It goes without saying that most people access websites through their phone, and if your site is not accessible to those on mobile, then it would be wise to implement a responsive mobile-friendly site. Chances are visitors won’t wait until they get home to access your website through their desktop.
Just like it’s important to have a great visual site, the same best practices need to be implemented for mobile users. This means ensuring that font size is legible (zooming on a mobile is more complicated than on a desktop!), that the screen size is customized for mobile, and that the navigation menu is formatted for mobile users too.
Don’t forget that mobile users don’t have the luxury of using a mouse to scroll, relying on their fingers to get them through the content. So, if the CTA button is too tiny to click, the menu doesn’t appear, or if they must zoom in to read each page, the user experience is greatly hindered, and you’re unlikely to see any conversions from frustrated mobile users.
If your site takes more than three seconds to load, visitors will move on to the next one. A website’s loading speed affects its technical SEO and drives customers away. Although this can cause problems, luckily, it can usually be quickly fixed with the help of your web design and web development teams.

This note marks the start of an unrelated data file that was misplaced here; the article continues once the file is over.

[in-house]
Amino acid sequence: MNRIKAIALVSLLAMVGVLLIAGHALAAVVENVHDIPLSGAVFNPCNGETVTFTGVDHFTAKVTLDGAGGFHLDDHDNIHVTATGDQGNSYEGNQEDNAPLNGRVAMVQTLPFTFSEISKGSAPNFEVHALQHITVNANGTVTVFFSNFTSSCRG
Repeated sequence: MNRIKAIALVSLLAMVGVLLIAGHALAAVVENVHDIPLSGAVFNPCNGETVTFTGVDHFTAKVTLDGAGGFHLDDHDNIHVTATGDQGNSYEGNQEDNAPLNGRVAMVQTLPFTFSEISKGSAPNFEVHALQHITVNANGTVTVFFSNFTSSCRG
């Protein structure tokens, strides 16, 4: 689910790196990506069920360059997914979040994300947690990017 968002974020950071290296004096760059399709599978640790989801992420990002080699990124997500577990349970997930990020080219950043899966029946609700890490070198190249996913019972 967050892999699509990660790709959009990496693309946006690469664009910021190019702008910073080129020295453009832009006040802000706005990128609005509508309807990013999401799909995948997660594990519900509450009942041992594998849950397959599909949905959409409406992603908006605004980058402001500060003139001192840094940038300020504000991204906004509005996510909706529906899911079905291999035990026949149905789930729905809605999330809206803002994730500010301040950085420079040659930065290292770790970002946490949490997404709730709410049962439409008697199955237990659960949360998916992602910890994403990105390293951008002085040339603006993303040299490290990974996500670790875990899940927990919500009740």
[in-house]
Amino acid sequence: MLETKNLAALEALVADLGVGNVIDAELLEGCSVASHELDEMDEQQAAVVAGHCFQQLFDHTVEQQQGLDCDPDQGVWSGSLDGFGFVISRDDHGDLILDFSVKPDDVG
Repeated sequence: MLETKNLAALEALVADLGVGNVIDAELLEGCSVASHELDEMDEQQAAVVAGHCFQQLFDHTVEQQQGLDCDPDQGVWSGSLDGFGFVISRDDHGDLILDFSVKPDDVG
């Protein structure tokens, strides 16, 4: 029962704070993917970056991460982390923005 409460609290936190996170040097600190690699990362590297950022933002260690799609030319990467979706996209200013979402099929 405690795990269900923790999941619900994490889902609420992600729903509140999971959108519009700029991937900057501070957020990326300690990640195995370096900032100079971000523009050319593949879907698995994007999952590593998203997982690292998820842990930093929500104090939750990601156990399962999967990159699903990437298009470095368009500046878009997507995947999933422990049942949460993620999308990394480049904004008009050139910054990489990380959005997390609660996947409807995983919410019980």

The cause can be simple: a large unoptimized image that takes long to load or something more technical such as malfunctioning plugins or poorly written code. A comprehensive site audit can usually detect where the issue is, and this will allow you to fix the problem and get your pages loading in under the three-second mark. Speed matters when it comes to loading websites.
So, if you’re signing into your Google Analytics account and you’re disappointed with the data, say a high bounce rate, maybe the solution is to go back and examine how you can improve the UX on your website. Remember to put yourself in your customer’s shoes because it’s often easy to overlook errors when we are too close to the product. We sometimes need to look at it from another point of view to offer the best UX possible. By ramping up your website, you’ll be able to turn things around and improve your conversions in the long run.